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Edible Upcyling Feature: Pulp Pantry


In California, many of us have become desensitized to the all-out phenomena that is the cold-pressed juice movement. No one bats an eye when you say you bathe in kale-beet juice after your Soulcycle class. Like, duh.

Unfortunately, this makes it incredibly easy to overlook the vast quantities of pulp that are produced as a byproduct of juicing. This pulp contains nearly all the fiber (and has ⅔ less sugar) of fresh fruits and vegetables. All those delicious nutrients are being sent off to compost, or worse, landfill.

We’ve mentioned that we’re passionate about Edible Upcycling. That’s because, globally, ⅓ of all edible food goes to waste, and that statistic does not even include edible byproducts – like juice pulp.

I had the pleasure of interviewing a fellow edible upcycler, Kaitlin Mongentale, co-founder of Pulp Pantry. Her awesome company is fighting food waste by creating delicious snacks, baking mixes, and soaps from juice pulp.


Where do you source your pulp from? What would otherwise be the fate of this tasty byproduct?

I source organic juice pulp from local commercial juiceries – the kind that operate out of a central facility and distribute bottled juices through either retail or wholesale channels. If it weren’t for Pulp Pantry, the pulp would otherwise be trashed or composted by a farmer (usually outside of LA County). They’re each producing in volumes ranging from hundreds to thousands of pounds of pulp per week. In busy weeks, I pick up as much as 500 quarts of fresh pulp.

How do you create your unique granola flavors? Are they inspired by juice flavors? Is the pulp already mixed from the juicing process?

Our pulp is separated, which makes flavor development even more fun! I didn’t come from a culinary background, so while in development of the products I was hungry (literally) for any resources that would help me to discern how to think about flavor pairing. The first book I bought was The Flavor Bible, which explores flavor pairing through history and culture. It’s fascinating. My first granola flavors reflected the most compelling spice pairings I found in the book, but I went through a lot of different iterations. That’s why farmers markets are perfect for launching products! We launched with 20 or so flavors of granolas and crackers, and would solicit feedback from the marketgoers each week (we had 3 booths a week for almost 6 months). By the end, we had a range of 7 SKUs that were widely enjoyed. Come to think of it, 7 is my lucky number…. The only flavor that didn’t come out of the bible and is relatively recent is carrot peanut butter. The inspiration there was that I used to love eating carrots dipped in peanut butter and truly that flavor makes me nostalgic. Now, we’re working with a pastry chef to finalize our recipes and streamline production – which means bringing our line down to 4 SKU’s (2 savory and 2 sweet).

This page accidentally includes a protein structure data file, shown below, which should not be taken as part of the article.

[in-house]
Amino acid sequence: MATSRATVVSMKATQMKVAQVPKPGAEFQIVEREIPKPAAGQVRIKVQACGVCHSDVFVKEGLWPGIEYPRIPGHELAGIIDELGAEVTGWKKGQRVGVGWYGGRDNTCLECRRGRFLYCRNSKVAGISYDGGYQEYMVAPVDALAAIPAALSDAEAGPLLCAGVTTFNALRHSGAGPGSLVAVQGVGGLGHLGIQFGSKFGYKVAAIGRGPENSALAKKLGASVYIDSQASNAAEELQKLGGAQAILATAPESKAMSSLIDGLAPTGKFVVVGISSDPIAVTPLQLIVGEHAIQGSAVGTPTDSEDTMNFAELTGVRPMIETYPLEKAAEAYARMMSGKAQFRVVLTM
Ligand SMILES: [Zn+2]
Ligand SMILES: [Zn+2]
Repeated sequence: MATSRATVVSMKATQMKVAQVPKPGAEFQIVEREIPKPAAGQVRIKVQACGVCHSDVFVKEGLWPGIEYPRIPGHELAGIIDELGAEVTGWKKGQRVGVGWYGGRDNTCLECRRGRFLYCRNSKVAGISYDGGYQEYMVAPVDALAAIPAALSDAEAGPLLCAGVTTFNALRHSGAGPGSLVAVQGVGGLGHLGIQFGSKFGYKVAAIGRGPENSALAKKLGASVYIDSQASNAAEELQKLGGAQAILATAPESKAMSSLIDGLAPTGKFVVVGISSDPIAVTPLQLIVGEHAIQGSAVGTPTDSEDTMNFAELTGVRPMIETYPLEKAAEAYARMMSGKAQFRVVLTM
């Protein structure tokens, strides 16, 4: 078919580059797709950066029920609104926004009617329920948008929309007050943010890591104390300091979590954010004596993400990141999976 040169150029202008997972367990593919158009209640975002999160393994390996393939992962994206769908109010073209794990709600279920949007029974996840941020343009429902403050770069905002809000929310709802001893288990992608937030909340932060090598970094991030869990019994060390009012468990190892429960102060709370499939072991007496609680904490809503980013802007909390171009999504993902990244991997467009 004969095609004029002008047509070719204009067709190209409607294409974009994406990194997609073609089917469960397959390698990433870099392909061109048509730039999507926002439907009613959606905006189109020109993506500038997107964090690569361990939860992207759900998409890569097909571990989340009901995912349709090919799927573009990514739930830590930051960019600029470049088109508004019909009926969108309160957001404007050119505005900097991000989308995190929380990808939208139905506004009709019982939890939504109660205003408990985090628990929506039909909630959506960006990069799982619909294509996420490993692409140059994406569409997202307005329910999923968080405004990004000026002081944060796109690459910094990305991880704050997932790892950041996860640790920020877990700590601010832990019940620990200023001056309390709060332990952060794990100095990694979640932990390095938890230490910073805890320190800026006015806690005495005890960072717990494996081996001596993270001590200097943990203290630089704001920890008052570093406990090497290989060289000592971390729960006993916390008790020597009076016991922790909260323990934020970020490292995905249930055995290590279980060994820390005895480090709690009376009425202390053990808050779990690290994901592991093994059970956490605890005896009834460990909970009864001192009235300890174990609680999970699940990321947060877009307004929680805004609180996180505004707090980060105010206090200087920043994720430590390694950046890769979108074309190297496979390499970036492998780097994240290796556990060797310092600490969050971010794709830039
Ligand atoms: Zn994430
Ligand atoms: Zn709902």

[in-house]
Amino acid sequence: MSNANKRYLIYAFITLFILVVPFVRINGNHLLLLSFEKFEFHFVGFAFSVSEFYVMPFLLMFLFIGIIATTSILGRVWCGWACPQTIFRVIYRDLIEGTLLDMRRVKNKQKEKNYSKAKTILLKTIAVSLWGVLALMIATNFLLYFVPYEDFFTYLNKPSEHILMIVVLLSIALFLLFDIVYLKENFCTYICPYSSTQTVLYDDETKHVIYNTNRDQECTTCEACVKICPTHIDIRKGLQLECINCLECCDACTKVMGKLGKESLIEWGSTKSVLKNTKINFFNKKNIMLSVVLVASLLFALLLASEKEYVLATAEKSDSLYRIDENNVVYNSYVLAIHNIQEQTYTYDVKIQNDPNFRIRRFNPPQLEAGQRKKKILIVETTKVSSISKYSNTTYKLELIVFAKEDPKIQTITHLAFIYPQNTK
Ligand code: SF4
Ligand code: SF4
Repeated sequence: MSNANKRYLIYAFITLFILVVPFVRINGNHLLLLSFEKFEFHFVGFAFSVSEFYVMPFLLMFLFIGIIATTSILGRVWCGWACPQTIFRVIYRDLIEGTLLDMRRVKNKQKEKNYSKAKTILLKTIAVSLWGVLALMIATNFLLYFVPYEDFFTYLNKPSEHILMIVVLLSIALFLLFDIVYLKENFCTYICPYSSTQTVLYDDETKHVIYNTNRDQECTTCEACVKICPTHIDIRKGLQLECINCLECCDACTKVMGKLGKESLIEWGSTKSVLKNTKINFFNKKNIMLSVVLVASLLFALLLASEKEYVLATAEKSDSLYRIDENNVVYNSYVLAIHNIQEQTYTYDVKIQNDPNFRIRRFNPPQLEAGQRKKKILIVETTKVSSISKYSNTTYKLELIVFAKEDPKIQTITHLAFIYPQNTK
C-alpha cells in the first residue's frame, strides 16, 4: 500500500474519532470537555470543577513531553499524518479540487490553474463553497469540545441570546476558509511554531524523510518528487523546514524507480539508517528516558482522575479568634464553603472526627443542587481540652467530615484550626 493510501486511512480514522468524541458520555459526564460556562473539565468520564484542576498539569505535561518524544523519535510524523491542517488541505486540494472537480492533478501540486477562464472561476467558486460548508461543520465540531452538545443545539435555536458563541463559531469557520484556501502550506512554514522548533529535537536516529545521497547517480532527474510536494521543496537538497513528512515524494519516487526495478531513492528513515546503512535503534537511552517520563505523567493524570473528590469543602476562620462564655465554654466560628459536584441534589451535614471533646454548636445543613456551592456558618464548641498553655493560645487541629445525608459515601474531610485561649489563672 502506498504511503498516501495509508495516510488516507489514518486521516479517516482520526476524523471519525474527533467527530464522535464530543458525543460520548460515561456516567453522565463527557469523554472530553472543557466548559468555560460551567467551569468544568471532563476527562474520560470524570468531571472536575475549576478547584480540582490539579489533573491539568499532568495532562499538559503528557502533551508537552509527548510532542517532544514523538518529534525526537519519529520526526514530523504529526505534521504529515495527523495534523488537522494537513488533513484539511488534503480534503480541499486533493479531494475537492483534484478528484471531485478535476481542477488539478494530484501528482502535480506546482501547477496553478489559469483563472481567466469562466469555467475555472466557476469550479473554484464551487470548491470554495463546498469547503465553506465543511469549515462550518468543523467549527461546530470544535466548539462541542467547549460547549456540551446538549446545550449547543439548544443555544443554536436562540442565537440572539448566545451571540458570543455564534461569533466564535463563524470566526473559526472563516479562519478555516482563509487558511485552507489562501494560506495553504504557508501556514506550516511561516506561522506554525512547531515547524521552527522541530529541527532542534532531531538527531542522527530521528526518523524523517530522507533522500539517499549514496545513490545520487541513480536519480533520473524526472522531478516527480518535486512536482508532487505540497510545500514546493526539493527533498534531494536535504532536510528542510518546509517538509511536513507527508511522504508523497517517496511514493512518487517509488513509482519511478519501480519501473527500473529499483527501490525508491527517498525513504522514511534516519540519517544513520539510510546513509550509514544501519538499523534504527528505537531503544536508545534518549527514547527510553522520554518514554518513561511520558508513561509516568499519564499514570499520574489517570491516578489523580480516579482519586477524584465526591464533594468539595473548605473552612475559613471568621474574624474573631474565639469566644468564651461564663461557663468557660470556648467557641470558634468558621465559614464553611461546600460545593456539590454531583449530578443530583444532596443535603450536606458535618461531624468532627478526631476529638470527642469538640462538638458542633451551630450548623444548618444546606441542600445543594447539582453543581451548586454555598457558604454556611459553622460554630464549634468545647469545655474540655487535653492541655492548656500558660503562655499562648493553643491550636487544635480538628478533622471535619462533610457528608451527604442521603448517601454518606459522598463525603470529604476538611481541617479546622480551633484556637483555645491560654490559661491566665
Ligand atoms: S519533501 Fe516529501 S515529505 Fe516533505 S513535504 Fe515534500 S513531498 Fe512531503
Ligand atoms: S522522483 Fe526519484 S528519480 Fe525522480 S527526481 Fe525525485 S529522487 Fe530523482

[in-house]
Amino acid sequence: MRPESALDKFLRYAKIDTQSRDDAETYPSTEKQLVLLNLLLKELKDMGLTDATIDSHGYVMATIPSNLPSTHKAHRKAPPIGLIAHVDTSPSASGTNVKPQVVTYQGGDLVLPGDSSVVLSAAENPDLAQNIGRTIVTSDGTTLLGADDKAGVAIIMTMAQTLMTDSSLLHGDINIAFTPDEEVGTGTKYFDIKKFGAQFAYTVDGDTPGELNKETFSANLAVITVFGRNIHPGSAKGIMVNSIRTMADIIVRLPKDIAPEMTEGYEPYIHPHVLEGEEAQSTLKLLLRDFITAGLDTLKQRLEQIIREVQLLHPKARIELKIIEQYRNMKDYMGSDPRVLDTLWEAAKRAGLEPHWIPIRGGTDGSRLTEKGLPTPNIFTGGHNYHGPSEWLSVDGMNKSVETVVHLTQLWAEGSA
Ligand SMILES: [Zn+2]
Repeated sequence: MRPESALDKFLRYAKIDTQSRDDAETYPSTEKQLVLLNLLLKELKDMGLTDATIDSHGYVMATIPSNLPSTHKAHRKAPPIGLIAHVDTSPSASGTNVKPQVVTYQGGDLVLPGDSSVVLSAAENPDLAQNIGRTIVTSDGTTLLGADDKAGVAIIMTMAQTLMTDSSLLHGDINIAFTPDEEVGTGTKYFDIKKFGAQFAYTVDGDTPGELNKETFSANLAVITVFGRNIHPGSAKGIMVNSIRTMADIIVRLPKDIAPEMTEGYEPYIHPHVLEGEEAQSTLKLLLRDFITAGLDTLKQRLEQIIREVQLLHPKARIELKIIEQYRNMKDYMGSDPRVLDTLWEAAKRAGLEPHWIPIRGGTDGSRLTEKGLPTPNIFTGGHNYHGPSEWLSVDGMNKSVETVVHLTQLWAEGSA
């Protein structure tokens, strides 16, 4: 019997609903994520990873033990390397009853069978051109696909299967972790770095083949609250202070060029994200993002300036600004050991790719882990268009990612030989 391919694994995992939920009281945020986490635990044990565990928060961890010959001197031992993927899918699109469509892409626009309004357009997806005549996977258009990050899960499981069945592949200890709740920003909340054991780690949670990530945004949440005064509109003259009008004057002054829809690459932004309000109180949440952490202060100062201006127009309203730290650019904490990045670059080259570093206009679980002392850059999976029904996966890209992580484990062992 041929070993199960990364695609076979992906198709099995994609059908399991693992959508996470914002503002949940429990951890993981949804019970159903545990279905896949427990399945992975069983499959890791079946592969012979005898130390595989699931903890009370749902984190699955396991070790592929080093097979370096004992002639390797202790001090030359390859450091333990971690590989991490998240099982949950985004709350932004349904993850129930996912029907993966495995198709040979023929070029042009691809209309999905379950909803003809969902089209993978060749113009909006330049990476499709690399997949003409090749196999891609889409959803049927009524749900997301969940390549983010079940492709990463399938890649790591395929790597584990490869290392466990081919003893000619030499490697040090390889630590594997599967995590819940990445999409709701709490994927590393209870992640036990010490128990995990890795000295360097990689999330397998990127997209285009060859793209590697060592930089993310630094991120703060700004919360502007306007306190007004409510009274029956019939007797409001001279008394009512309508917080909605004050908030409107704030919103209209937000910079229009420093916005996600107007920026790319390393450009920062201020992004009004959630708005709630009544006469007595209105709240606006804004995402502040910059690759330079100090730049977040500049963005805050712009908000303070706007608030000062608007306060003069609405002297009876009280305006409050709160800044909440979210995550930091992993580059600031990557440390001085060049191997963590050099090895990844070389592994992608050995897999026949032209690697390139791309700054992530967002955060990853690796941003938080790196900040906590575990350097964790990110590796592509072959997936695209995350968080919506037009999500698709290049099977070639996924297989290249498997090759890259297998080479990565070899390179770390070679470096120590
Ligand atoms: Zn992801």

What are the health benefits of juice pulp and Pulp Pantry products?

There’s a stat that only 13% of Americans eat their daily servings of fresh fruits and vegetables. Without our fruits and vegetables, our diets miss out on a lot of beneficial fiber. Fiber is our holy grail at Pulp Pantry. It helps to promote healthy digestion and keeps the good bacteria in your gut happy. Juice pulp contains nearly all of the fiber of the fresh fruits and vegetables, with as much as 2/3 less sugar! And still contains many (half) of the vitamins and minerals. Most all of our products are raw to preserve all the good stuff, including those micro and macro nutrients!

What have been some excitements and challenges of working with byproduct ingredients?

Every day that I’m able to share about Pulp Pantry brings joy because people get excited about the novelty of this kind of model! It’s simple, resourceful and humble. All of us want to do well for our bodies, communities and environment and these products and the ideas that they promote get at each of these aspirational human desires. I see many more juiceries beginning to think about how they can better use their juice pulp, and find more and more people interested in collaborating. To me, this goes to show that our model is working and that it’s helping juiceries rethink waste as well. The challenges are dealing with uncertainty. We’re adapting and evolving as we learn and grow. Currently the challenge is figuring out how to scale our supplier relationships as well as our distribution so that we can increase our impact and ability to repurpose pulp into truly healthy, delicious foods.

What’s the latest with Pulp Pantry? What are you working on? What are you looking forward to?

We’re working on new products which will be released soon! It’s been a year and a half of amazing learning opportunities but I’m excited to see what we can do next. I’ve been doing a lot of reflection, learning from mistakes that I’ve made and iterating with ideas on how to operate more efficiently and nimbly going forward.


Pulp Pantry’s bright, fun packaging invites customers to “meet your juice’s other half,” but we might argue that what they’re creating IS juice’s better half. Of course, as edible upcyclers, we’re maybe a bit biased. But try out their delicious granola, and see for yourself!

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